They say that it is never too early to begin looking to the future. Therefore just one day after the MLB Hall of Fame vote controversy, I am looking ahead to next year’s class. There are tons of great names that will be on the ballot for the first time such as Greg Maddux, Tom Glavine, and Frank Thomas. However, there is one player that is eligible that I think will get overlooked - Mike Mussina.
Some people at this point will probably say, “Mussina was nothing compared to Maddux and Glavine!” Those people are right. However, it does not make Mussina any less worthy.
Mike Mussina began his career with the Baltimore Orioles in 1991, posting a 4-5 record with a 2.87 ERA. Not the best numbers, but not bad either. In his sophomore season, “Moose” went 18-5 with a 2.54 ERA. He would never post a losing record with Baltimore until his final season in 2000, where he went 11-15 with a 3.79 ERA. His final line with the O’s was 147-81, with a 3.68 ERA and 1535 strikeouts.
After the 2000 season, Mussina became a free agent. Despite his displeasure of playing in a big city, he signed on with the New York Yankees.
After his shaky 2000 season, Mussina rebounded in 2001, and became a big part of the Yankees’ rotation. He would go on to win 17 games that year for the Yankees, along with only 11 losses, and a 3.15 ERA to boot. Mussina would spend eight years with the Bombers, putting up another solid line of 123-72 with a 3.88 ERA and 1278 strikeouts. Mussina would retire after the 2008 season.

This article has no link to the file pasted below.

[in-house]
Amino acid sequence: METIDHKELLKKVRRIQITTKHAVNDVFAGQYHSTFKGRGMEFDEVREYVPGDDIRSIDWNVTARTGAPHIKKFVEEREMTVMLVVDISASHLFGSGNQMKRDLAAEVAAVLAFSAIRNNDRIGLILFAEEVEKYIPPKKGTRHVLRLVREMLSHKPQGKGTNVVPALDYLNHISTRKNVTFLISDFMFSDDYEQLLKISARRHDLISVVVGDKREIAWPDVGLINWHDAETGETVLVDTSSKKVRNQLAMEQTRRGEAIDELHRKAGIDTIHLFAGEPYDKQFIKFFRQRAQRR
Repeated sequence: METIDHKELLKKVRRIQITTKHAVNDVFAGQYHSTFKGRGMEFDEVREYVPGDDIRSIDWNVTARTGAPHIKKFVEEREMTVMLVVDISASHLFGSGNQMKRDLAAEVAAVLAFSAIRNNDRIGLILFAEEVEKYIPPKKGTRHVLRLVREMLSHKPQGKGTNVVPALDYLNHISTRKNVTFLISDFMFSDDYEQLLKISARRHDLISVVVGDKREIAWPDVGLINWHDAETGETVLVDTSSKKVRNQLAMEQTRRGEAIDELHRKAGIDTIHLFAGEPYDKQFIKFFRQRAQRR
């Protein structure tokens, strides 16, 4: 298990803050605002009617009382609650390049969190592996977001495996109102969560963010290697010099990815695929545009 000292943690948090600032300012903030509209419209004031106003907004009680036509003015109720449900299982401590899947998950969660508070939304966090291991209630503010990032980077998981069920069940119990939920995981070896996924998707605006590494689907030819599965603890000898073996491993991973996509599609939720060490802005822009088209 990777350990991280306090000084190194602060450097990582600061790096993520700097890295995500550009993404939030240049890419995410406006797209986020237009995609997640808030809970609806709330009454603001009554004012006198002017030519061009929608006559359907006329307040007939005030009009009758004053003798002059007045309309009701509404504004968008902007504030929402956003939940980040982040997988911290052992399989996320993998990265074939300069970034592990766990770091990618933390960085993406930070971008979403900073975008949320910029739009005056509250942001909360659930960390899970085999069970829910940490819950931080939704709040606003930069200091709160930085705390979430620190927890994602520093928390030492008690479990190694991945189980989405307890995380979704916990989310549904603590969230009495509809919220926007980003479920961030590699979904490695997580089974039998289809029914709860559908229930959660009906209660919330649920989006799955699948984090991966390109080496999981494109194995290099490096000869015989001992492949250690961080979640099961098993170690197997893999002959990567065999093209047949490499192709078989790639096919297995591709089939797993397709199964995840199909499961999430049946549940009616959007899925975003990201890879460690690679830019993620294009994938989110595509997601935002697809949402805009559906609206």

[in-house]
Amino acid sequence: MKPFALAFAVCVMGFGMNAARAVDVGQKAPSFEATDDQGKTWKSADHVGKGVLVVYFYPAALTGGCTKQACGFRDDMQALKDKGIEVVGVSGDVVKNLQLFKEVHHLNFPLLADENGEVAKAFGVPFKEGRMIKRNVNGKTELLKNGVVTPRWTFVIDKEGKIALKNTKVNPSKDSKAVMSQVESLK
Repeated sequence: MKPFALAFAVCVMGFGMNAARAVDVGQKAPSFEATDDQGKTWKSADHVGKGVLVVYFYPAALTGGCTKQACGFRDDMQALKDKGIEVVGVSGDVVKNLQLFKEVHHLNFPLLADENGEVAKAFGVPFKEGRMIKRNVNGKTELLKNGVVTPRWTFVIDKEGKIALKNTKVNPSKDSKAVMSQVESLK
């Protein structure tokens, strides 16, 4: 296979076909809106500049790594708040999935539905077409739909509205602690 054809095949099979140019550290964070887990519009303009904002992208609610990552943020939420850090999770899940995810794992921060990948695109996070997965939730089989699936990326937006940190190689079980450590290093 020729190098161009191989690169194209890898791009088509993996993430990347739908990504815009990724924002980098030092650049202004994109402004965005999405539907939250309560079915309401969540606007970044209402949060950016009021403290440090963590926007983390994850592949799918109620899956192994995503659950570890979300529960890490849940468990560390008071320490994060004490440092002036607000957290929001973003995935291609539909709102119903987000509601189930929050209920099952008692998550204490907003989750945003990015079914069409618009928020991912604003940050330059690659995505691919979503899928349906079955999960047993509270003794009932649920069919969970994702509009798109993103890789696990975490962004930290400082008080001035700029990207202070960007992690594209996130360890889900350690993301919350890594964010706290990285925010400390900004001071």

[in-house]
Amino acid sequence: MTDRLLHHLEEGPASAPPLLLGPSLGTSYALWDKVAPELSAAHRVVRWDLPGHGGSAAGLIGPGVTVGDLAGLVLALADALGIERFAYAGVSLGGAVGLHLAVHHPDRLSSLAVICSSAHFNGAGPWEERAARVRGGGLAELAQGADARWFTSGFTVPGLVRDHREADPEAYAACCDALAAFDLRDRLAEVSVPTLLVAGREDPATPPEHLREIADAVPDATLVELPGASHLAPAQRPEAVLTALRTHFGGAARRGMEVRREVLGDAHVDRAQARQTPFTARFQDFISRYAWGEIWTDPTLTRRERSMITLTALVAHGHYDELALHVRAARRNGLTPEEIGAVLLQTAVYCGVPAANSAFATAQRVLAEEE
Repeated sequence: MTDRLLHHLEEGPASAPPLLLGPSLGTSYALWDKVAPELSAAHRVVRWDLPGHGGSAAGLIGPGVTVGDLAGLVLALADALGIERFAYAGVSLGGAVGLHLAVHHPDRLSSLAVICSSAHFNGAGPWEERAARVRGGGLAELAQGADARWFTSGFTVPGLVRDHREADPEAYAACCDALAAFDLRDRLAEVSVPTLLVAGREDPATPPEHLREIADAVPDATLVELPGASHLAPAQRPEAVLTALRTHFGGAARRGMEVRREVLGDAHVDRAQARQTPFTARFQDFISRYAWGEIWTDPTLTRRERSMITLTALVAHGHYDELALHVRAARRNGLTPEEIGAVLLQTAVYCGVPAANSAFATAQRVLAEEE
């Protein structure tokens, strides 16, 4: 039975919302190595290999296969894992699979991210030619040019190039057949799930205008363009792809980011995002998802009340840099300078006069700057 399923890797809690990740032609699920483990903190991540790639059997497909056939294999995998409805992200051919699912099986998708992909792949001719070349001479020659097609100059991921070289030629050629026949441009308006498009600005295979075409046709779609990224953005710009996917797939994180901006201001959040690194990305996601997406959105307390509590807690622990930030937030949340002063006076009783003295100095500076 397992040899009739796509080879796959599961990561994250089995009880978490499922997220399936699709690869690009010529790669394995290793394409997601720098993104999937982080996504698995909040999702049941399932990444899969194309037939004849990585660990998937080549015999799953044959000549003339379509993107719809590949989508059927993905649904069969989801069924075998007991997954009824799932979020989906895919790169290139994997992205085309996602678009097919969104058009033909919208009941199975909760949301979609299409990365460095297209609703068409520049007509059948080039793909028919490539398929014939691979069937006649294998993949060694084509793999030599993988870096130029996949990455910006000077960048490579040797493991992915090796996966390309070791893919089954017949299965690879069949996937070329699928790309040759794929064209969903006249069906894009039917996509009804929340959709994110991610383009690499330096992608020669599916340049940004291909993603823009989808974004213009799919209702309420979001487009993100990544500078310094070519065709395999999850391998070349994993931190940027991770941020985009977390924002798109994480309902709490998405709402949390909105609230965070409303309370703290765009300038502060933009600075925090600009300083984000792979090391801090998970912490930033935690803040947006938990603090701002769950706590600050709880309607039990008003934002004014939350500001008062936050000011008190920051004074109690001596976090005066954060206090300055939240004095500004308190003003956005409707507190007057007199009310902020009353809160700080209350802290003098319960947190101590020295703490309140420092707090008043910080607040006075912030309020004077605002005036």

Oh, that 2008 season…
The interesting thing about Mussina is that he was never a 20 game winner until his final season in 2008. He won 19 games twice in the 90′s with the Orioles, and won 18 games three times. However, that 20-win season always eluded him. Mussina was certainly on pace to win 20 games during the 1994 season, however, the strike forced him to be held to a record of 16-5.
In a dreadful year for the Yankees, Mussina was the lone bright spot.
Mussina would finish his career with a line that is certainly no dud:
270-153, 3.68 ERA, 3562.2 IP, 2813 SO
When you compare his career to other pitchers, he matches up with some of the greatest of all time. Mussina compares to the likes of Juan Marichal, Jim Palmer, Carl Hubbell, Clark Griffith, Jim Bunning, and Jack Morris.
All of those players – sans Morris – have been inducted into the Hall of Fame.
Baseball-reference.com also conducts certain tests with players to see if they meet the standards of a typical Hall of Fame player. In the “Grey Ink” test, Mussina has 250 points while the average Hall of Fame player has 185.
In both the “Hall of Fame Monitor” and “Hall of Fame Standards” tests, Mussina is above the averages as well. In the former, Mussina has a score of 121 – while the average is 100. In the latter, Mussina has a score of 54 – while the average is 50.
While he most likely will not get in his first time on the ballot, Mussina deserves to be in the Hall of Fame just as much as Maddux or Glavine do – whether that be as an Oriole or a Yankee. He was one of the most underrated pitchers during a time when the game’s hitters would destroy the ball if a pitcher made a mistake – something that so many people tend to overlook.
It is only a matter of time.